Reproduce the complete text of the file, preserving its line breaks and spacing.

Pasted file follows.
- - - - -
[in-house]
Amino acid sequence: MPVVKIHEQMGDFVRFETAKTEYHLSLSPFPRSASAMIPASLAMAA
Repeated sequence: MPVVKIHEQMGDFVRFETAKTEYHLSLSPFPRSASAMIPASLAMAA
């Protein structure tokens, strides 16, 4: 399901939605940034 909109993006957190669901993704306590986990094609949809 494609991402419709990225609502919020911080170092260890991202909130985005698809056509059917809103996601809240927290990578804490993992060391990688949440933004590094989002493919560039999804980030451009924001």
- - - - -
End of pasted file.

[in-house]
Amino acid sequence: MPVVKIHEQMGDFVRFETAKTEYHLSLSPFPRSASAMIPASLAMAA
Repeated sequence: MPVVKIHEQMGDFVRFETAKTEYHLSLSPFPRSASAMIPASLAMAA
């Protein structure tokens, strides 16, 4: 399901939605940034 909109993006957190669901993704306590986990094609949809 494609991402419709990225609502919020911080170092260890991202909130985005698809056509059917809103996601809240927290990578804490993992060391990688949440933004590094989002493919560039999804980030451009924001």